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Atlantic Salmon (Salmo salar)

Atlantic Salmon

Implementing regulations are found at 50 CFR part 648 subpart C

Wild Atlantic salmon population levels are very low due to a variety of factors, including acid rain, habitat destruction, dams, and historic overfishing.  Atlantic salmon once returned by the hundreds of thousands to most major rivers along the northeastern United States, but now only return in small number to rivers in Maine. 

Commercial fishing for Atlantic salmon is currently prohibited by law and the Gulf of Maine population is protected under the Endangered Species Act.  Substantial efforts are ongoing to restore wild Atlantic salmon and their habitat.  These include improving fish passage by removing or modifying dams so salmon can reach freshwater spawning and rearing areas critical to their survival, understanding and improving historically low salmon survival in the ocean, and supplementing wild populations with hatchery-raised Atlantic salmon.  See Atlantic Salmon Recovery Program for more information.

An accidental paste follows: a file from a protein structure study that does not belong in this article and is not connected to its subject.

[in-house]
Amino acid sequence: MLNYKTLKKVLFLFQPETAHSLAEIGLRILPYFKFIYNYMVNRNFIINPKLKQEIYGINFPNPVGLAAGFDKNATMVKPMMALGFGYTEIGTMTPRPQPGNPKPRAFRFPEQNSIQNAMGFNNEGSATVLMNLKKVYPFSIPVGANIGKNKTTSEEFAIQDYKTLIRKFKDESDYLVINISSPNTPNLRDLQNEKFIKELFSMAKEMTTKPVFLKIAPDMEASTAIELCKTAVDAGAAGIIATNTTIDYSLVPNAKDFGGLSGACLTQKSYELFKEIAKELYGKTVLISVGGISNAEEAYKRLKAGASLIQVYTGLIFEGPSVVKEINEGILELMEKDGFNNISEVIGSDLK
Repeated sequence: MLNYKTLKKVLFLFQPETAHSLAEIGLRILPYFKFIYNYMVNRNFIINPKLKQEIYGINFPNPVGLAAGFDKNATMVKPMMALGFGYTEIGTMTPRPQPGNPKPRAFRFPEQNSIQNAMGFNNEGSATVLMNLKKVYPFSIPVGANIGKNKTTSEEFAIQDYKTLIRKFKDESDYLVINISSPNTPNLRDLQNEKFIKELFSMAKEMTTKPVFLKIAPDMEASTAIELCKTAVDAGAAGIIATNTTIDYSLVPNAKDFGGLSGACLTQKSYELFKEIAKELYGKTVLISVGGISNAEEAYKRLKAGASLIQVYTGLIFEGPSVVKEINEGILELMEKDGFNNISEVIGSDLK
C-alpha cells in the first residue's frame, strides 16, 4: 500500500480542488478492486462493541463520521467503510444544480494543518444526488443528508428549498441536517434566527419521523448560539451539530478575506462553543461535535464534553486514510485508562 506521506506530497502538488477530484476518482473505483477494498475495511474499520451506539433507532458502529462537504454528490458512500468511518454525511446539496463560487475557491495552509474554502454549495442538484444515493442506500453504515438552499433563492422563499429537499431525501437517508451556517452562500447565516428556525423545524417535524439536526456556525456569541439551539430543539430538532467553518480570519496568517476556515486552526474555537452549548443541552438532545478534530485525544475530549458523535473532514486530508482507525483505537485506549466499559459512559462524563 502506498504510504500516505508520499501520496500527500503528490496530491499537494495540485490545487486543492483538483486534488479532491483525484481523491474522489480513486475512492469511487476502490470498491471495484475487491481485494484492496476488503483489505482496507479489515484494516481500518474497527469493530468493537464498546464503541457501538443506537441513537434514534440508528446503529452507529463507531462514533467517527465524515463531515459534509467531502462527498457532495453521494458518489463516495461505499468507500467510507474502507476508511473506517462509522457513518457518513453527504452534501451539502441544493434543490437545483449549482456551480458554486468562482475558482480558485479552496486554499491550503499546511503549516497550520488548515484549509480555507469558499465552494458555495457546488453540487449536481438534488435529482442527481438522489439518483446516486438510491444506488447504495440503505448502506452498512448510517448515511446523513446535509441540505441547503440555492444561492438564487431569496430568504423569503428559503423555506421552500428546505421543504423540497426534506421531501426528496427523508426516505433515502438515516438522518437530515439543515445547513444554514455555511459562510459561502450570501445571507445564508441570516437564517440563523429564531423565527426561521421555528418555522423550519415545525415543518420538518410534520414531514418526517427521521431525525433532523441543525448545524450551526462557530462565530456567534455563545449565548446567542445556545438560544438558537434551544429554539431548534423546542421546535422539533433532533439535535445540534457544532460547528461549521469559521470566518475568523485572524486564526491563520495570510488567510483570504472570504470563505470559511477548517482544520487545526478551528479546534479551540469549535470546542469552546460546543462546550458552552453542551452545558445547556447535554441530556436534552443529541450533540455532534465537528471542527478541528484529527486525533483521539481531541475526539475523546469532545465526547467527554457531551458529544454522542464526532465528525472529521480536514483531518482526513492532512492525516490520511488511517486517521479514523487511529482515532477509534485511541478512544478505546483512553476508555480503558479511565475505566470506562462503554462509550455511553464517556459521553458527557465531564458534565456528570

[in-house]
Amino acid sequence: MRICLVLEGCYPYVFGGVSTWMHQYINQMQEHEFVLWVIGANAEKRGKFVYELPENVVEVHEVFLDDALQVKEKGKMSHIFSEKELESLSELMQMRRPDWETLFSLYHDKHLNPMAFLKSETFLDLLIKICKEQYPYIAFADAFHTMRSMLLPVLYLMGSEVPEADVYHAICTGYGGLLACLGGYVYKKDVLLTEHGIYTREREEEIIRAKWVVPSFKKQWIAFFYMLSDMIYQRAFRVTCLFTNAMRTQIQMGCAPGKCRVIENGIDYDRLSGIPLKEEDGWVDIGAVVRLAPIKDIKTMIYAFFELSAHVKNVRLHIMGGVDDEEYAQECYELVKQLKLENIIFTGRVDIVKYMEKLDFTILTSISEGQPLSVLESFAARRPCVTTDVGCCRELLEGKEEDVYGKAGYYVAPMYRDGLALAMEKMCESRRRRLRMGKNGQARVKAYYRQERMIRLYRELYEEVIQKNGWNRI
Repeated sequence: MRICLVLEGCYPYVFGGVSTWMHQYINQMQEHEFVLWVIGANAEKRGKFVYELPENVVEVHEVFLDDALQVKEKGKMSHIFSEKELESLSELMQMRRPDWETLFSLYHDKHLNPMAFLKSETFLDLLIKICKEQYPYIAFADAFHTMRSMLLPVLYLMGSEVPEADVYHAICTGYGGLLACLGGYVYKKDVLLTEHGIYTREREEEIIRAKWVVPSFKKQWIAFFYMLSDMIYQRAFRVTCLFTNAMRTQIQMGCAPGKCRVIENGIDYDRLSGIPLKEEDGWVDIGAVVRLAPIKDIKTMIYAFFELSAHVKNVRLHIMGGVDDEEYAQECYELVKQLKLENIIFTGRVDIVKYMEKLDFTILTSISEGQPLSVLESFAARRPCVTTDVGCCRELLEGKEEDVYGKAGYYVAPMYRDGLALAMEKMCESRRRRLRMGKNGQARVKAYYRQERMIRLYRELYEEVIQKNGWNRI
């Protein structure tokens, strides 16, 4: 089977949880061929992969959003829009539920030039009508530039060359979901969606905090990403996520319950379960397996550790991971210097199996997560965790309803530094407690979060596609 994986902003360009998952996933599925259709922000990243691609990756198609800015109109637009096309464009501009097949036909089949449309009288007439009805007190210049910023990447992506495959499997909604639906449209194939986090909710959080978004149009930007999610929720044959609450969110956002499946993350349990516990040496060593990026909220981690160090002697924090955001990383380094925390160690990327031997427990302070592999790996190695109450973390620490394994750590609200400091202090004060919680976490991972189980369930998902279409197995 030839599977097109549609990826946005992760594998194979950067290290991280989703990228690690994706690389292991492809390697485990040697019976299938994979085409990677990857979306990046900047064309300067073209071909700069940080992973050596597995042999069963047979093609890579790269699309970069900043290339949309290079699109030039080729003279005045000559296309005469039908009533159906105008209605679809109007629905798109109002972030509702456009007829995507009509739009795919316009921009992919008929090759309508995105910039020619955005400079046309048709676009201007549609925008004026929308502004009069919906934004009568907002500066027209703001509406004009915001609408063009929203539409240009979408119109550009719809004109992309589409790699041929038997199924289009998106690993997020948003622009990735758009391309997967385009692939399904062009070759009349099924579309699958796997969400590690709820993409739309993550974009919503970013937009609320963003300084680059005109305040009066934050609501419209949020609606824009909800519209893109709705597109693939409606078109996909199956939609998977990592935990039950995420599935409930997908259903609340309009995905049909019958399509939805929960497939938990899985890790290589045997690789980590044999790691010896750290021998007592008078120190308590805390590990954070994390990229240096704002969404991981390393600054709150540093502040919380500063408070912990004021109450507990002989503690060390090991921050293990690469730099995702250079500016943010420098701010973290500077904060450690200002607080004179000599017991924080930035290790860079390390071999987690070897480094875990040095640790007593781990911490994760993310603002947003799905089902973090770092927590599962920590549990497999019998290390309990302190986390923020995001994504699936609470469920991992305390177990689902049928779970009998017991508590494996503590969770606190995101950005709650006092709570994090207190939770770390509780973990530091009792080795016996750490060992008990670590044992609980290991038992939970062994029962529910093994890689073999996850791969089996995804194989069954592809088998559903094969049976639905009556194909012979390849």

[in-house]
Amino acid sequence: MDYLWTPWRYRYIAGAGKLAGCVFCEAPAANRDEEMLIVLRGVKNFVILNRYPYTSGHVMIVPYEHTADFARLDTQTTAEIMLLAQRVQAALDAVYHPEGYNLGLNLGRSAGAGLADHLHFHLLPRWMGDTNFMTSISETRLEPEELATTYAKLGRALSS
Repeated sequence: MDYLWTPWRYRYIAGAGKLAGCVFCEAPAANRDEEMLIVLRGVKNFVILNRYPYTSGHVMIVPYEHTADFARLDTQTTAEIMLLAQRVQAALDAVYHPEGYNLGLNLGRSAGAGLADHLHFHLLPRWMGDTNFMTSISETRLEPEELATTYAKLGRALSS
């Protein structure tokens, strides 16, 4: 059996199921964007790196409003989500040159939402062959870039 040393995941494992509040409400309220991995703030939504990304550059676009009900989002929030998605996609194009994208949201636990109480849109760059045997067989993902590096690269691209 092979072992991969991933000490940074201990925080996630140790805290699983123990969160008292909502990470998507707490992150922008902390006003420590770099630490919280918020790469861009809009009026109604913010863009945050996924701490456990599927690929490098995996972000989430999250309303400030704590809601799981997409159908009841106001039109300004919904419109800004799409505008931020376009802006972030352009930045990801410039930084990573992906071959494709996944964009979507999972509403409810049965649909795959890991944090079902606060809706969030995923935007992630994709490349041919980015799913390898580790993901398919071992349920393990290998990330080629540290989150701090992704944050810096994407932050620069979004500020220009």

With the decline of wild Atlantic salmon populations in the early 1800s, Atlantic salmon have been raised in hatcheries since 1864 in an effort to enhance the wild populations and sustain the fisheries that depend on them.  In the late 1970s, commercial aquaculture ventures started rearing Atlantic salmon in Maine.  See Atlantic Salmon – Farmed for more information. 

All Atlantic salmon caught incidental to a directed fishery for other species in the EEZ must be released in such a manner as to insure maximum probability of survival.  Possession of Atlantic salmon is prima facie evidence that such Atlantic salmon were taken in violation of the regulations.  Evidence that such fish were harvested from state or foreign waters, or from an aquaculture facility, will be sufficient to rebut this presumption. This presumption does not apply to fish that are being sorted on deck.